I begin to feel afraid.

I walk a little faster, I just want to reach the coffee table. I stop worrying about a bump. I need to get to it, I need to know I’m still in the same place. I leave aside the possibility of having been transported to some unknown place and stay with what I understand it’s possible. Which is a mistake, since I’m in a place of impossible things. I begin to run, when I’m almost exhausted I feel the coffee table hit my shinbone. I fall and break the glass. The shattered glass pierces my body, one gets in my eye. And I scream. I feel the blood running from every wound and, what’s worse, I don’t feel myself regenerate.

The feeling of dread becomes indescribable, I think not even when I was dead, not even when I found out I was in hell, I felt something so scary.

I make myself get up. It’s much harder than I thought it would be. Some of the glass must have slipped so deep that it cuts muscles and nerves, I can’t move my left hand and feel my right foot numb. I begin to drag myself towards what I believe it’s the kitchen, I stop only when I see shadows in my peripheral vision. I look all around, but don’t see anything. When I start dragging myself again, I’m completely lost, I don’t know where’s the kitchen, where’s the door, or the rest of the house, for that matter. I close my eyes, take a deep breath, force myself up and begin to walk amok. I had never guessed anything right in my life, and I was rooting for that moment to be the exception that proves the rule.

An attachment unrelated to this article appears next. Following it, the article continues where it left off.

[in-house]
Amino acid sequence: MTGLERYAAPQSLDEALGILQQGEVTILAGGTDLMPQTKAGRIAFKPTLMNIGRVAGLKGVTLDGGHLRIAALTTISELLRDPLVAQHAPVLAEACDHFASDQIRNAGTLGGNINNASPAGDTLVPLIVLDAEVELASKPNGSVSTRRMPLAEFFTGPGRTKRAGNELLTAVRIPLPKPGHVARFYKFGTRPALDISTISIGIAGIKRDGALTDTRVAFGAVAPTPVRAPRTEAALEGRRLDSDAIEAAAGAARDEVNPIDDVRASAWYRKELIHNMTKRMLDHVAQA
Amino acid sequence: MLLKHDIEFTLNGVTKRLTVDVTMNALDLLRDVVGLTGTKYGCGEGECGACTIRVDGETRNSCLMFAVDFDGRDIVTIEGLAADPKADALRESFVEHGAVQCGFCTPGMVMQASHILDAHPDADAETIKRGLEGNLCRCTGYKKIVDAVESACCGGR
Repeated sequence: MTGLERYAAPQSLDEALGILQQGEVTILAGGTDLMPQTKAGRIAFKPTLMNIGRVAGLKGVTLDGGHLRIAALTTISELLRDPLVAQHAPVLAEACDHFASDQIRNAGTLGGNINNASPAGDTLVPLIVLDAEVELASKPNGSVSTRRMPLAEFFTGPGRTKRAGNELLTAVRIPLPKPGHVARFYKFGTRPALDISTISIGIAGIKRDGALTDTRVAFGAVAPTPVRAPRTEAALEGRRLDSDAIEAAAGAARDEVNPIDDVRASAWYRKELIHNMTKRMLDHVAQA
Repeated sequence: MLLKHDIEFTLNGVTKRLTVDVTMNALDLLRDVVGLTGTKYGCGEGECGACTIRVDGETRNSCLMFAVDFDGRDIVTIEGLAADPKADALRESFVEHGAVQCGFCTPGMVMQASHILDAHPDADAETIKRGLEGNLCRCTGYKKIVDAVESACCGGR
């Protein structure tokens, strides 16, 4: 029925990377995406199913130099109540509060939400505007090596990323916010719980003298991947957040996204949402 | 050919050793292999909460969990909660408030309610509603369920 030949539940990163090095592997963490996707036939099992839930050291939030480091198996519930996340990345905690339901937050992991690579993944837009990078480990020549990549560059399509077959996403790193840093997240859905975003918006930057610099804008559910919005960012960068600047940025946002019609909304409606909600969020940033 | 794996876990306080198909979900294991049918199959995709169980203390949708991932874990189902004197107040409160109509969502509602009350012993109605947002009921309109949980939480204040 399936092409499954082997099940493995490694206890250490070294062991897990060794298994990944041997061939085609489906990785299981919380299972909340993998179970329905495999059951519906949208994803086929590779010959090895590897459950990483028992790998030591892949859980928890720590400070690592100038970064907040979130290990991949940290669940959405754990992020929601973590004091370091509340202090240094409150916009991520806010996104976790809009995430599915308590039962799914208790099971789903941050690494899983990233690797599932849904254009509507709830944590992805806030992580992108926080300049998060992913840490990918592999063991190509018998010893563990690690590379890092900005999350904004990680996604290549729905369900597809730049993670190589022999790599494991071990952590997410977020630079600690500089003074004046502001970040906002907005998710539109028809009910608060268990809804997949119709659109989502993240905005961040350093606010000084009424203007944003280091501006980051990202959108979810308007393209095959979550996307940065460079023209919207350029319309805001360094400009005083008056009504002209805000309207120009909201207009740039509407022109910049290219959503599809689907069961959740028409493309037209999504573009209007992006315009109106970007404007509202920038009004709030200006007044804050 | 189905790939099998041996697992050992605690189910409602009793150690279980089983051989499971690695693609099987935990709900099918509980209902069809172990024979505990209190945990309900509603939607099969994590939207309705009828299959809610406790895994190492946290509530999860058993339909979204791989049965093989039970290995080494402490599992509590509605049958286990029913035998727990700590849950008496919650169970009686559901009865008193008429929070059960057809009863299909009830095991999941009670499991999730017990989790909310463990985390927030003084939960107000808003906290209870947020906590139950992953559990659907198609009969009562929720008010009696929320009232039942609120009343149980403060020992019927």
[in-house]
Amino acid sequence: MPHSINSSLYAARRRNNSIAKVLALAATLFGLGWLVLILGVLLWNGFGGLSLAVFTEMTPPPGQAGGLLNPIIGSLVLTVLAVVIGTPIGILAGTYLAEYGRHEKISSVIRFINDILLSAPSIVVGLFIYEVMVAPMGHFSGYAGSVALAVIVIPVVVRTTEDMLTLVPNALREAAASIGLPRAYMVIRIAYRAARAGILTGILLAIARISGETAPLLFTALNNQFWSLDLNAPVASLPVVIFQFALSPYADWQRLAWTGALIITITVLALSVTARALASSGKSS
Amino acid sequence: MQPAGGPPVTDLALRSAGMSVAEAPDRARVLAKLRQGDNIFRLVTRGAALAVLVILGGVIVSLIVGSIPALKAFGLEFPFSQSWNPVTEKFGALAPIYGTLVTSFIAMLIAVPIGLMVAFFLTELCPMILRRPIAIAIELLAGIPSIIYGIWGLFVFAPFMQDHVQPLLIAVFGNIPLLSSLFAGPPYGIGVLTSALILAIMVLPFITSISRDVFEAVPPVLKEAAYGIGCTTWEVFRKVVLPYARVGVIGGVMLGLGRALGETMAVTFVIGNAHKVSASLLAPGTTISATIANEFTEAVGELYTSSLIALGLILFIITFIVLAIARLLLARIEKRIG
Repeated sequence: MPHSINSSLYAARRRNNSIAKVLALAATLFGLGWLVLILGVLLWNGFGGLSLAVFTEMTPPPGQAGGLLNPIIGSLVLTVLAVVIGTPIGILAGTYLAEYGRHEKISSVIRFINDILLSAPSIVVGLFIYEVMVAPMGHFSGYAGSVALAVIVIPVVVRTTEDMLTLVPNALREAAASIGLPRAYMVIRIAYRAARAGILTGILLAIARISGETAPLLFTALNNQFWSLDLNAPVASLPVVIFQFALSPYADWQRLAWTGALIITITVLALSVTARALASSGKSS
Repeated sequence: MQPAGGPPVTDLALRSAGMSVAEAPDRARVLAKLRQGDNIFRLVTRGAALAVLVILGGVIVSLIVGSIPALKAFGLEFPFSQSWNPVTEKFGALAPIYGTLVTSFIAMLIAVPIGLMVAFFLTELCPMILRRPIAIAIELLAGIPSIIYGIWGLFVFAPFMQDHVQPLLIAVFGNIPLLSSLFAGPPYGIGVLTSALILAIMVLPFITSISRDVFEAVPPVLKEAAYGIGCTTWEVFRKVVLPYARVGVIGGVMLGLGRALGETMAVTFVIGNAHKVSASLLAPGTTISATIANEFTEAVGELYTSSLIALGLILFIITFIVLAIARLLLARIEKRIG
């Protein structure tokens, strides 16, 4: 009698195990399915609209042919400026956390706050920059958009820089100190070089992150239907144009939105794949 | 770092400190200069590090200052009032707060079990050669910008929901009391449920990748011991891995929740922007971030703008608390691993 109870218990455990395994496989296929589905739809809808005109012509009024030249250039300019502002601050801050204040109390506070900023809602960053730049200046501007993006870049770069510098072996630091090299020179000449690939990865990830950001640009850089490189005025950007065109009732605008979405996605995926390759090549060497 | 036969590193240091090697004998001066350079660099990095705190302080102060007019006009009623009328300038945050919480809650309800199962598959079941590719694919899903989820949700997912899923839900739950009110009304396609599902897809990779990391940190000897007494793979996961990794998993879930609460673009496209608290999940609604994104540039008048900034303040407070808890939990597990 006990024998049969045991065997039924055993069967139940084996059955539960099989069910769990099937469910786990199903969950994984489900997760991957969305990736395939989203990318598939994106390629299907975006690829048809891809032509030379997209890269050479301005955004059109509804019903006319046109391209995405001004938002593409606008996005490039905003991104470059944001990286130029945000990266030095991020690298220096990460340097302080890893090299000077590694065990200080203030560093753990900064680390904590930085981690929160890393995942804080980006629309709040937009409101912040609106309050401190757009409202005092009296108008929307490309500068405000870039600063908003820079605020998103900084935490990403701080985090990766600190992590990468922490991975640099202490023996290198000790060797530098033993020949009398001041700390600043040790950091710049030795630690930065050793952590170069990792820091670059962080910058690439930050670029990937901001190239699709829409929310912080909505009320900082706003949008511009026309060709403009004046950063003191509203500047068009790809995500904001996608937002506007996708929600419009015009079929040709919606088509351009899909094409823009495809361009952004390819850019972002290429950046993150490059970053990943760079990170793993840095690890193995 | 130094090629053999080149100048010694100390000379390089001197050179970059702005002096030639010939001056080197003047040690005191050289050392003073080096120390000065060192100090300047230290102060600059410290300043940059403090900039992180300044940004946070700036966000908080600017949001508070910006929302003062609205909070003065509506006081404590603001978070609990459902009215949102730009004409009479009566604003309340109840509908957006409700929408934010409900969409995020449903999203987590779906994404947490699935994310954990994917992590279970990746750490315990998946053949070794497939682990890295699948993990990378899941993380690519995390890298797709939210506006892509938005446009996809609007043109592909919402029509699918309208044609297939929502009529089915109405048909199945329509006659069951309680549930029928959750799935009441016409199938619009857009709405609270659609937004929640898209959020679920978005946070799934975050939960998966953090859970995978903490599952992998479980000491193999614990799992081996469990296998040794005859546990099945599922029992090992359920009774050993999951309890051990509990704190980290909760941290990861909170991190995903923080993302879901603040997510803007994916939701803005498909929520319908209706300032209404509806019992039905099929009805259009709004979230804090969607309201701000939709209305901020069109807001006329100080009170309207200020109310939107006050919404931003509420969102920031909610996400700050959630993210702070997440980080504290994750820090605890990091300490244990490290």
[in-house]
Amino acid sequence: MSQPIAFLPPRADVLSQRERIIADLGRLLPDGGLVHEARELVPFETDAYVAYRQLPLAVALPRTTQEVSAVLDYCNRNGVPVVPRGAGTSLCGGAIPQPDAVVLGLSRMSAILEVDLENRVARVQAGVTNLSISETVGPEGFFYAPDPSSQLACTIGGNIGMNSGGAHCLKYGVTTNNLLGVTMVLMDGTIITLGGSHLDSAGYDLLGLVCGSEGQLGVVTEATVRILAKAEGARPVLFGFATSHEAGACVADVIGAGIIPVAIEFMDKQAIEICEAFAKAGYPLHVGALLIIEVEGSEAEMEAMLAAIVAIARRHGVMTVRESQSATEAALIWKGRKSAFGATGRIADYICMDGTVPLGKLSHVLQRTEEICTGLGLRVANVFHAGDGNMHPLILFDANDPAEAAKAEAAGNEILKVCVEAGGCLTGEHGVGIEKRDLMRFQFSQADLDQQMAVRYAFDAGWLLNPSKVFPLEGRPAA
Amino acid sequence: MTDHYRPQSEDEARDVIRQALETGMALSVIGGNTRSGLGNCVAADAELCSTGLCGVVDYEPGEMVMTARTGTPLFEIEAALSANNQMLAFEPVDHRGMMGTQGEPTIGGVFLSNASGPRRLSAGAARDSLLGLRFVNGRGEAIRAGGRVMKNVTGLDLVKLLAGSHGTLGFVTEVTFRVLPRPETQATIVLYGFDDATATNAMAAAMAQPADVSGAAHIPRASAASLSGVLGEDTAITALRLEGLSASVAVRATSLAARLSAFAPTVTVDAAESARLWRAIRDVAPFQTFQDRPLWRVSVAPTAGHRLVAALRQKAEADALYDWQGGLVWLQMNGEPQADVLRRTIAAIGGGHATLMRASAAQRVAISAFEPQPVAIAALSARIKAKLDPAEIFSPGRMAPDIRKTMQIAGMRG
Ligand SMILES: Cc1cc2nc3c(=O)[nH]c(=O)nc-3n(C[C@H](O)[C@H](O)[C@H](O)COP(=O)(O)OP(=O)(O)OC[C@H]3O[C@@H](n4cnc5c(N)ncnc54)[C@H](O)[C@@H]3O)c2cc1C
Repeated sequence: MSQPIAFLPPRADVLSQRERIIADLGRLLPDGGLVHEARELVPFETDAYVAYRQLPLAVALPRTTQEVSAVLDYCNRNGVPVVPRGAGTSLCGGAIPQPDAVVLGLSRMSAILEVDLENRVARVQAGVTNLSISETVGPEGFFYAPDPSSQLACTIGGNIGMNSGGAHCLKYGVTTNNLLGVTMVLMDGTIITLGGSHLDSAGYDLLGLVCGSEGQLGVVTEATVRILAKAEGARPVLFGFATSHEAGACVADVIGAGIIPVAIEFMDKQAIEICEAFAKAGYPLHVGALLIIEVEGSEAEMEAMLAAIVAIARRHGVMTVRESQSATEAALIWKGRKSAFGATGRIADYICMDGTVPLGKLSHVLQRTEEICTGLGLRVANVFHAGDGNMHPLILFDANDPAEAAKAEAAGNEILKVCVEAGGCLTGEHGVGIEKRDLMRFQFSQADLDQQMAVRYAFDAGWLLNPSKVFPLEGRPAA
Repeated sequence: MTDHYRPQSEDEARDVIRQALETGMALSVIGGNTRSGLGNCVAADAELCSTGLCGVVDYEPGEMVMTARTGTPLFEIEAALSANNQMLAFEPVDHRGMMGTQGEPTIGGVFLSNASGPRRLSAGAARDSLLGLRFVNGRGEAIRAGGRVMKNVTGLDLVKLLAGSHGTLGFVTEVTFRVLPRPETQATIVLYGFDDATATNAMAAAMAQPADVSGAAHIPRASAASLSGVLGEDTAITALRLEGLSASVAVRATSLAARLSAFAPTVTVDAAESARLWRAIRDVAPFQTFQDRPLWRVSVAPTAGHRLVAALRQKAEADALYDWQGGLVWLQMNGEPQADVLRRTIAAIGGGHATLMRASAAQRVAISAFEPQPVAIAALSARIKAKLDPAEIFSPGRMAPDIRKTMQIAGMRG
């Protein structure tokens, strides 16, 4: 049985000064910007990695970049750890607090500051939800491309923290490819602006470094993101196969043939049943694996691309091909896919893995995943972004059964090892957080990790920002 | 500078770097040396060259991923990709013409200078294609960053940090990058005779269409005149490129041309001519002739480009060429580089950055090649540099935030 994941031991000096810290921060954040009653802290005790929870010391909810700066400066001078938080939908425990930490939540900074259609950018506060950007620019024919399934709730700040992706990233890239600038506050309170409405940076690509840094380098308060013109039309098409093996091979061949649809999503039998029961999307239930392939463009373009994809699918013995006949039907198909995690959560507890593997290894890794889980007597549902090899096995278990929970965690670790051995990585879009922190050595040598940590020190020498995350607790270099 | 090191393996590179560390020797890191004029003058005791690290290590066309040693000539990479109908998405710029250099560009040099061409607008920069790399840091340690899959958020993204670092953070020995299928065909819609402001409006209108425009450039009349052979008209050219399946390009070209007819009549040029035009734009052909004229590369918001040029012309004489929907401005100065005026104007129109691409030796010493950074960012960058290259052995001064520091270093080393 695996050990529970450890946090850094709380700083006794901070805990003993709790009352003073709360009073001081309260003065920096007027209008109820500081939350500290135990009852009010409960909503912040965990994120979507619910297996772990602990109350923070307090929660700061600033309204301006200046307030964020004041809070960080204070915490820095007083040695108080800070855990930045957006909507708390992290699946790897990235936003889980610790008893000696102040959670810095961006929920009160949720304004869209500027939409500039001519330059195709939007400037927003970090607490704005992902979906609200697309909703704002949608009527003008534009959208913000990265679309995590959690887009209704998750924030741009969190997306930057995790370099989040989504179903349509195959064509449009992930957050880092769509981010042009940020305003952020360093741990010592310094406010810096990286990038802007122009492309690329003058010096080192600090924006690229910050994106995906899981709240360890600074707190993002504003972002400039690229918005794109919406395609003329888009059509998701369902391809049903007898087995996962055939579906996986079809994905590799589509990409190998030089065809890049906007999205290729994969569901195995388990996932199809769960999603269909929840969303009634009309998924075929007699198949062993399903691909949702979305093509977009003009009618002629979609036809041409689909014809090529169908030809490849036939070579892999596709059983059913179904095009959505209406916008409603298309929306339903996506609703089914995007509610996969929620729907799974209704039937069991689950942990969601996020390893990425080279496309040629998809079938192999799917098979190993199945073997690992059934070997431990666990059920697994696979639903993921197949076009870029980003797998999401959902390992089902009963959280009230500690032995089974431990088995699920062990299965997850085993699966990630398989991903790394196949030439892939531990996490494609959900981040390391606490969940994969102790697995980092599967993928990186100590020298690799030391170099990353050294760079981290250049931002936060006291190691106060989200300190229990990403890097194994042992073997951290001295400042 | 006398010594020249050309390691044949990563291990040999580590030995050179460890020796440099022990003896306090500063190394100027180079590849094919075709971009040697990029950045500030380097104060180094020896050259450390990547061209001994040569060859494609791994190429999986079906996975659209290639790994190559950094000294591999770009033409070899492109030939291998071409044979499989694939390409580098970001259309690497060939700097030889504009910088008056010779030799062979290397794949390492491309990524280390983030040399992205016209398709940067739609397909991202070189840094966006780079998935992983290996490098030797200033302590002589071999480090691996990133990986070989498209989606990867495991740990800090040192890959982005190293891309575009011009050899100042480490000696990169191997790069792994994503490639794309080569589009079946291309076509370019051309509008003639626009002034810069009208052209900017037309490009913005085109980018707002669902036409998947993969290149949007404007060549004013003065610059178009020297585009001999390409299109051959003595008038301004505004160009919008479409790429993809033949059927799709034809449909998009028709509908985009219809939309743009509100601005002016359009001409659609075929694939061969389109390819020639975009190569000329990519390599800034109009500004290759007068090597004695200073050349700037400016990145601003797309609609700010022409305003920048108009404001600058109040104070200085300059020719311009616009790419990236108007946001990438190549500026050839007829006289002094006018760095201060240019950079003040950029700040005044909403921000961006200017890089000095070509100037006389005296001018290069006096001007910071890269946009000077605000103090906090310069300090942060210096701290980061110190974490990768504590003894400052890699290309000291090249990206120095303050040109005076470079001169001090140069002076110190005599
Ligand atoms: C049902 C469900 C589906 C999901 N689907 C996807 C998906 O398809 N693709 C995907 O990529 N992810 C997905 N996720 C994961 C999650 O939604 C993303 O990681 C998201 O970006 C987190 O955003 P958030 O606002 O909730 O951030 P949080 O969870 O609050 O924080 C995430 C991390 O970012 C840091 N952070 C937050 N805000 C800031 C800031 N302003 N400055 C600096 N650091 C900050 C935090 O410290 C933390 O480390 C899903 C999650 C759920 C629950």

I was dizzy from the bleeding, soon I’d have no strength to move. I needed to get to the kitchen fast. The house made noises, regular house noises, but in that context, it was frightening. The only noise that didn’t fright me was the sound of defrosting, ’cause it was the sound I was using as guide for my salvation. It couldn’t be frightening, for it was my hope. I let my ears guide me, dragging myself slower and slower. I just stayed on my feet because, if I was to lay down, I’d be as good as defeated, and I wasn’t afraid that a demon would come and torture me, at that moment I was afraid of dying. Being in that dark house, with things popping in my peripheral vision, blood dripping from several wounds, I was afraid of dying. A fear I had never felt when I was alive, but that, after dead, was terrifying. The truth is I couldn’t remember I was dead, at that moment I was sure I was alive and that if I didn’t get to the kitchen I’d die, and I didn’t want to die.